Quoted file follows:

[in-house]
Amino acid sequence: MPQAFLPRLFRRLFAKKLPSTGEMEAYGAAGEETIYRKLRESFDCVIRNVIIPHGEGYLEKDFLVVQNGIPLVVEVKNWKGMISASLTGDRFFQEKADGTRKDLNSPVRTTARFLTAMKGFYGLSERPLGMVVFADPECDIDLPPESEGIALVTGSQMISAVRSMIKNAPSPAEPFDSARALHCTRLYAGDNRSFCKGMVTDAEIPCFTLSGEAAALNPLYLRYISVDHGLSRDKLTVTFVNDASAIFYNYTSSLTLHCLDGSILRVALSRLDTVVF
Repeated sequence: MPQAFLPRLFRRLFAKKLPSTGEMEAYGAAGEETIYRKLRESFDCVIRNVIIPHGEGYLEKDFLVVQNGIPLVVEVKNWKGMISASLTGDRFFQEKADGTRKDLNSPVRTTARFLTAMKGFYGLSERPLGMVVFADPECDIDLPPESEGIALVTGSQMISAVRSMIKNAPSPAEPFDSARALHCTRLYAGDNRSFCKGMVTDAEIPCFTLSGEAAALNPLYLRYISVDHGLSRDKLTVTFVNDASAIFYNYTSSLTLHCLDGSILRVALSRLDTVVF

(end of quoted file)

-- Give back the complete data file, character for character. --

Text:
[in-house]
Amino acid sequence: MPQAFLPRLFRRLFAKKLPSTGEMEAYGAAGEETIYRKLRESFDCVIRNVIIPHGEGYLEKDFLVVQNGIPLVVEVKNWKGMISASLTGDRFFQEKADGTRKDLNSPVRTTARFLTAMKGFYGLSERPLGMVVFADPECDIDLPPESEGIALVTGSQMISAVRSMIKNAPSPAEPFDSARALHCTRLYAGDNRSFCKGMVTDAEIPCFTLSGEAAALNPLYLRYISVDHGLSRDKLTVTFVNDASAIFYNYTSSLTLHCLDGSILRVALSRLDTVVF
Repeated sequence: MPQAFLPRLFRRLFAKKLPSTGEMEAYGAAGEETIYRKLRESFDCVIRNVIIPHGEGYLEKDFLVVQNGIPLVVEVKNWKGMISASLTGDRFFQEKADGTRKDLNSPVRTTARFLTAMKGFYGLSERPLGMVVFADPECDIDLPPESEGIALVTGSQMISAVRSMIKNAPSPAEPFDSARALHCTRLYAGDNRSFCKGMVTDAEIPCFTLSGEAAALNPLYLRYISVDHGLSRDKLTVTFVNDASAIFYNYTSSLTLHCLDGSILRVALSRLDTVVF